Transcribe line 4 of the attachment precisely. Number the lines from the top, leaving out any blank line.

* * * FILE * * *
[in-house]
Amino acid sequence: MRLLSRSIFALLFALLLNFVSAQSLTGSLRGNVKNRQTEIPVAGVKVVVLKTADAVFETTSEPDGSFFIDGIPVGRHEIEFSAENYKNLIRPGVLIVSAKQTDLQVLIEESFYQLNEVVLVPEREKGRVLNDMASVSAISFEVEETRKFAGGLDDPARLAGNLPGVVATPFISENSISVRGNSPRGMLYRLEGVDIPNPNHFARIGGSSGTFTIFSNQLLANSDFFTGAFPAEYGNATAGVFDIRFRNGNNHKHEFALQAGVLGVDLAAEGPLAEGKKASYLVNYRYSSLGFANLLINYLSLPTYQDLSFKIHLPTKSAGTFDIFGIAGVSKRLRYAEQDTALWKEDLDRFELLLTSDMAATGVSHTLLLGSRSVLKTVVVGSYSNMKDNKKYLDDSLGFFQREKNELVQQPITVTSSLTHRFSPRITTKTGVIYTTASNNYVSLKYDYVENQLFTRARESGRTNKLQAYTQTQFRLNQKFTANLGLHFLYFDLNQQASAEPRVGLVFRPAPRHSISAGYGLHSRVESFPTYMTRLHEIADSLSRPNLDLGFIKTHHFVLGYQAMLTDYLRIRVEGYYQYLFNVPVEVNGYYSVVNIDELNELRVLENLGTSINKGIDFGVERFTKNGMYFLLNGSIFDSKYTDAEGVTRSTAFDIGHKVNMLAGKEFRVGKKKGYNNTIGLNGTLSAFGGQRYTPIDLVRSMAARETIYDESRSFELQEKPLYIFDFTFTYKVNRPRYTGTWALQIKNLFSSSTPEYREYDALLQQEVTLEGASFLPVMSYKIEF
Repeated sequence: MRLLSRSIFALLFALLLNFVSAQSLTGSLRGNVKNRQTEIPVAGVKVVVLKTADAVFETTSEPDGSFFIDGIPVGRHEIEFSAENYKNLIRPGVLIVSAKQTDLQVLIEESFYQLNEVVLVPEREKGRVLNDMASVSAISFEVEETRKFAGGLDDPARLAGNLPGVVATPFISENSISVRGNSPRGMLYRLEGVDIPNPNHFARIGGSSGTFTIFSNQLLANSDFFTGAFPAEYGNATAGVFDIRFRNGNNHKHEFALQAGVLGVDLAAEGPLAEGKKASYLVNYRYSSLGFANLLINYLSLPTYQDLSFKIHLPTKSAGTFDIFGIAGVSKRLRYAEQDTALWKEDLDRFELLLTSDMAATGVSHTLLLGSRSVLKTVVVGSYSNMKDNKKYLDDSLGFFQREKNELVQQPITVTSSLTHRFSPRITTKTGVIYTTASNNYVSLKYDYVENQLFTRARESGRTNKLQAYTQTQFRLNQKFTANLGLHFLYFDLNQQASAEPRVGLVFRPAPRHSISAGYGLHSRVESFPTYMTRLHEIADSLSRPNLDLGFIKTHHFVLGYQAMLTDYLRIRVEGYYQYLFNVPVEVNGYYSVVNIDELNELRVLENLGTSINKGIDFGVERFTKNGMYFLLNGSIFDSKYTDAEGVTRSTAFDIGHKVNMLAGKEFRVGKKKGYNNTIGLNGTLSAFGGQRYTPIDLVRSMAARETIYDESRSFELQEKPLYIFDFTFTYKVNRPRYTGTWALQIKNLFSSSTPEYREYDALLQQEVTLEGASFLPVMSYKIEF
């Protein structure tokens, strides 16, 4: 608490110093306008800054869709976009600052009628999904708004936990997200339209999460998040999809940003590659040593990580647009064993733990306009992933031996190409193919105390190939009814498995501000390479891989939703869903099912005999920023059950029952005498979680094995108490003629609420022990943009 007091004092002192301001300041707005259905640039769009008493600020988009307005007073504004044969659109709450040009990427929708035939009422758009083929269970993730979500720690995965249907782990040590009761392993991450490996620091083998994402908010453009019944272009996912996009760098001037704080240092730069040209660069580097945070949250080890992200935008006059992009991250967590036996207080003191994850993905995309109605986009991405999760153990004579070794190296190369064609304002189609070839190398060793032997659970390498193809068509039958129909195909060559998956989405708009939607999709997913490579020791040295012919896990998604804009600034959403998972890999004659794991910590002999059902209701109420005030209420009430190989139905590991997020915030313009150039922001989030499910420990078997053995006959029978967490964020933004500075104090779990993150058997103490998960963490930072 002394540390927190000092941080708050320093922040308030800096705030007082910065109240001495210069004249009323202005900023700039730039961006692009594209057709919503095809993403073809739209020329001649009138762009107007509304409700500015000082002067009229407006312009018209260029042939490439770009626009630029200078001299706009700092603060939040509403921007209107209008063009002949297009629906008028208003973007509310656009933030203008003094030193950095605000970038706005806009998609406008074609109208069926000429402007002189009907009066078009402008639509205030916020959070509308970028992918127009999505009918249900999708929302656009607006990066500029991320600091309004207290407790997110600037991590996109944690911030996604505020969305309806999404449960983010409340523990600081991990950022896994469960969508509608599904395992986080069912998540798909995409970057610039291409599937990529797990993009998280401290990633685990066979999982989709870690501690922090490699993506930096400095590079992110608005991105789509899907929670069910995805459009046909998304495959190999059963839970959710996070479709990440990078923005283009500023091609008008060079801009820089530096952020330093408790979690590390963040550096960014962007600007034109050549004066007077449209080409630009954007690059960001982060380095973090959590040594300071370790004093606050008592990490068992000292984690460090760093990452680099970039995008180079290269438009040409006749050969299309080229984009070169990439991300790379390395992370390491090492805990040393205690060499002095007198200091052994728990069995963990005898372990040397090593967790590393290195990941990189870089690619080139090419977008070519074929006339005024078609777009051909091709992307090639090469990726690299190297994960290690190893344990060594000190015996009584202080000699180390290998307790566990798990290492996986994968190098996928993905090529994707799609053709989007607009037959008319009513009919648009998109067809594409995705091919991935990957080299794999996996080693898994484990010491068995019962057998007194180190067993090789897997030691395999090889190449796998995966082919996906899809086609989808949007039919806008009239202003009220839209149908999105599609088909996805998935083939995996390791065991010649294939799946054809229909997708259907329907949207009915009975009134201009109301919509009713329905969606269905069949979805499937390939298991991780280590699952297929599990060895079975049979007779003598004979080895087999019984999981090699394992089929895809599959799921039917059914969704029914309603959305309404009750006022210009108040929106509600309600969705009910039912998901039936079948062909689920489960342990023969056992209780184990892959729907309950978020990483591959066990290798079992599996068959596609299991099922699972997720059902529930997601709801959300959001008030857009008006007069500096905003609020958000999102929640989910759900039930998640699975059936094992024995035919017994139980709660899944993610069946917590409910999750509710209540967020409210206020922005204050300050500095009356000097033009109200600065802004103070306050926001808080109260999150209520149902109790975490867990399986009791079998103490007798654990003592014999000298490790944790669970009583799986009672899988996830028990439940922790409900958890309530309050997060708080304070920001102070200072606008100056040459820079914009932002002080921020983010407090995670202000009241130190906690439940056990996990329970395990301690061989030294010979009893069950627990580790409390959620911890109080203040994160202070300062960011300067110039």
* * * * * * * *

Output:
């Protein structure tokens, strides 16, 4: 608490110093306008800054869709976009600052009628999904708004936990997200339209999460998040999809940003590659040593990580647009064993733990306009992933031996190409193919105390190939009814498995501000390479891989939703869903099912005999920023059950029952005498979680094995108490003629609420022990943009 007091004092002192301001300041707005259905640039769009008493600020988009307005007073504004044969659109709450040009990427929708035939009422758009083929269970993730979500720690995965249907782990040590009761392993991450490996620091083998994402908010453009019944272009996912996009760098001037704080240092730069040209660069580097945070949250080890992200935008006059992009991250967590036996207080003191994850993905995309109605986009991405999760153990004579070794190296190369064609304002189609070839190398060793032997659970390498193809068509039958129909195909060559998956989405708009939607999709997913490579020791040295012919896990998604804009600034959403998972890999004659794991910590002999059902209701109420005030209420009430190989139905590991997020915030313009150039922001989030499910420990078997053995006959029978967490964020933004500075104090779990993150058997103490998960963490930072 002394540390927190000092941080708050320093922040308030800096705030007082910065109240001495210069004249009323202005900023700039730039961006692009594209057709919503095809993403073809739209020329001649009138762009107007509304409700500015000082002067009229407006312009018209260029042939490439770009626009630029200078001299706009700092603060939040509403921007209107209008063009002949297009629906008028208003973007509310656009933030203008003094030193950095605000970038706005806009998609406008074609109208069926000429402007002189009907009066078009402008639509205030916020959070509308970028992918127009999505009918249900999708929302656009607006990066500029991320600091309004207290407790997110600037991590996109944690911030996604505020969305309806999404449960983010409340523990600081991990950022896994469960969508509608599904395992986080069912998540798909995409970057610039291409599937990529797990993009998280401290990633685990066979999982989709870690501690922090490699993506930096400095590079992110608005991105789509899907929670069910995805459009046909998304495959190999059963839970959710996070479709990440990078923005283009500023091609008008060079801009820089530096952020330093408790979690590390963040550096960014962007600007034109050549004066007077449209080409630009954007690059960001982060380095973090959590040594300071370790004093606050008592990490068992000292984690460090760093990452680099970039995008180079290269438009040409006749050969299309080229984009070169990439991300790379390395992370390491090492805990040393205690060499002095007198200091052994728990069995963990005898372990040397090593967790590393290195990941990189870089690619080139090419977008070519074929006339005024078609777009051909091709992307090639090469990726690299190297994960290690190893344990060594000190015996009584202080000699180390290998307790566990798990290492996986994968190098996928993905090529994707799609053709989007607009037959008319009513009919648009998109067809594409995705091919991935990957080299794999996996080693898994484990010491068995019962057998007194180190067993090789897997030691395999090889190449796998995966082919996906899809086609989808949007039919806008009239202003009220839209149908999105599609088909996805998935083939995996390791065991010649294939799946054809229909997708259907329907949207009915009975009134201009109301919509009713329905969606269905069949979805499937390939298991991780280590699952297929599990060895079975049979007779003598004979080895087999019984999981090699394992089929895809599959799921039917059914969704029914309603959305309404009750006022210009108040929106509600309600969705009910039912998901039936079948062909689920489960342990023969056992209780184990892959729907309950978020990483591959066990290798079992599996068959596609299991099922699972997720059902529930997601709801959300959001008030857009008006007069500096905003609020958000999102929640989910759900039930998640699975059936094992024995035919017994139980709660899944993610069946917590409910999750509710209540967020409210206020922005204050300050500095009356000097033009109200600065802004103070306050926001808080109260999150209520149902109790975490867990399986009791079998103490007798654990003592014999000298490790944790669970009583799986009672899988996830028990439940922790409900958890309530309050997060708080304070920001102070200072606008100056040459820079914009932002002080921020983010407090995670202000009241130190906690439940056990996990329970395990301690061989030294010979009893069950627990580790409390959620911890109080203040994160202070300062960011300067110039």